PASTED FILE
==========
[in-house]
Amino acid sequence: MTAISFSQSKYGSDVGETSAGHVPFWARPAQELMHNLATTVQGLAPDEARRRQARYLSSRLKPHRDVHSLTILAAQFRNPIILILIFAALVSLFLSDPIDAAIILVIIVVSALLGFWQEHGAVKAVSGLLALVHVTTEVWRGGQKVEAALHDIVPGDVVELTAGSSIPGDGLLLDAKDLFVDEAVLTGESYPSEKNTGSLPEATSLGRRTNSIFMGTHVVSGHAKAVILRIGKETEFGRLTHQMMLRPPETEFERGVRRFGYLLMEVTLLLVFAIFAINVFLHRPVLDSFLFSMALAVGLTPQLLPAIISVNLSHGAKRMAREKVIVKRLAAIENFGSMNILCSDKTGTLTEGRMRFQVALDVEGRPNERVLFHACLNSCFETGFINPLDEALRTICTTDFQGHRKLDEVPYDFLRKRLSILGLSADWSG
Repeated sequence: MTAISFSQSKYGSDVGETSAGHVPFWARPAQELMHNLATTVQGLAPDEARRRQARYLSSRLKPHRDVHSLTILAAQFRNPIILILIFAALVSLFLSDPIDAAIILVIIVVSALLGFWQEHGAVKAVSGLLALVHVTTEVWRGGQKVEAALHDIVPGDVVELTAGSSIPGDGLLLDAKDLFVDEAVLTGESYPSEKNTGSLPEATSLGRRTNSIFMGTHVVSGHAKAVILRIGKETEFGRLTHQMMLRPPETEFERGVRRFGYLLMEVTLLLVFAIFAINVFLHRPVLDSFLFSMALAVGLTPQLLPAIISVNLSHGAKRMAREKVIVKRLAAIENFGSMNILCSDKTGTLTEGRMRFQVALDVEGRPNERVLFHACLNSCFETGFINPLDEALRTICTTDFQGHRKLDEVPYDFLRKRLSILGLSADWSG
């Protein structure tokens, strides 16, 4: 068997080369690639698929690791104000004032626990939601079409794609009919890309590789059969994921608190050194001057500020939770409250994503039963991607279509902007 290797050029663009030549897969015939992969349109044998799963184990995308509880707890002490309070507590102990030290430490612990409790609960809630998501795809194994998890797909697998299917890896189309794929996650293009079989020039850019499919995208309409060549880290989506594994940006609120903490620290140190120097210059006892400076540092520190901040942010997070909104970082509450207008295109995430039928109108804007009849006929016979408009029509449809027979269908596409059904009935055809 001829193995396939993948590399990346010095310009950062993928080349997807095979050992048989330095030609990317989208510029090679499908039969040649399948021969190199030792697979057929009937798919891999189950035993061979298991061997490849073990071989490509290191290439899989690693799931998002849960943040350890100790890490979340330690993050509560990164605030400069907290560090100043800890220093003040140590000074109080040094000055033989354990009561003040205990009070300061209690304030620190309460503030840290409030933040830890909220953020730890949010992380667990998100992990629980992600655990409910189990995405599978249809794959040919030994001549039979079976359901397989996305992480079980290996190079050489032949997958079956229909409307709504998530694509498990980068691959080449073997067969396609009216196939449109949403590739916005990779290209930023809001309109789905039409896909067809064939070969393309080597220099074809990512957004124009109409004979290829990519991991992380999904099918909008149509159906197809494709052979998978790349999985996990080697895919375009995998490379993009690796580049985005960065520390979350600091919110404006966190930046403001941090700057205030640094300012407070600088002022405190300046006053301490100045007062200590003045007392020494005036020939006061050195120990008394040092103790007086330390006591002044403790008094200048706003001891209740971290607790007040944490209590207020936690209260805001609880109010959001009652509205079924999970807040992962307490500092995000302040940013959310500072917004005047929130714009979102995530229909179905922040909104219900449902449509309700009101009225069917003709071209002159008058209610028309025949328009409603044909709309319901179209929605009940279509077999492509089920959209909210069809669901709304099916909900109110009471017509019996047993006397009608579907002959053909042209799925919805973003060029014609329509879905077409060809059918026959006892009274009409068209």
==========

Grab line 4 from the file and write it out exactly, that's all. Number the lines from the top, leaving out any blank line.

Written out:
């Protein structure tokens, strides 16, 4: 068997080369690639698929690791104000004032626990939601079409794609009919890309590789059969994921608190050194001057500020939770409250994503039963991607279509902007 290797050029663009030549897969015939992969349109044998799963184990995308509880707890002490309070507590102990030290430490612990409790609960809630998501795809194994998890797909697998299917890896189309794929996650293009079989020039850019499919995208309409060549880290989506594994940006609120903490620290140190120097210059006892400076540092520190901040942010997070909104970082509450207008295109995430039928109108804007009849006929016979408009029509449809027979269908596409059904009935055809 001829193995396939993948590399990346010095310009950062993928080349997807095979050992048989330095030609990317989208510029090679499908039969040649399948021969190199030792697979057929009937798919891999189950035993061979298991061997490849073990071989490509290191290439899989690693799931998002849960943040350890100790890490979340330690993050509560990164605030400069907290560090100043800890220093003040140590000074109080040094000055033989354990009561003040205990009070300061209690304030620190309460503030840290409030933040830890909220953020730890949010992380667990998100992990629980992600655990409910189990995405599978249809794959040919030994001549039979079976359901397989996305992480079980290996190079050489032949997958079956229909409307709504998530694509498990980068691959080449073997067969396609009216196939449109949403590739916005990779290209930023809001309109789905039409896909067809064939070969393309080597220099074809990512957004124009109409004979290829990519991991992380999904099918909008149509159906197809494709052979998978790349999985996990080697895919375009995998490379993009690796580049985005960065520390979350600091919110404006966190930046403001941090700057205030640094300012407070600088002022405190300046006053301490100045007062200590003045007392020494005036020939006061050195120990008394040092103790007086330390006591002044403790008094200048706003001891209740971290607790007040944490209590207020936690209260805001609880109010959001009652509205079924999970807040992962307490500092995000302040940013959310500072917004005047929130714009979102995530229909179905922040909104219900449902449509309700009101009225069917003709071209002159008058209610028309025949328009409603044909709309319901179209929605009940279509077999492509089920959209909210069809669901709304099916909900109110009471017509019996047993006397009608579907002959053909042209799925919805973003060029014609329509879905077409060809059918026959006892009274009409068209």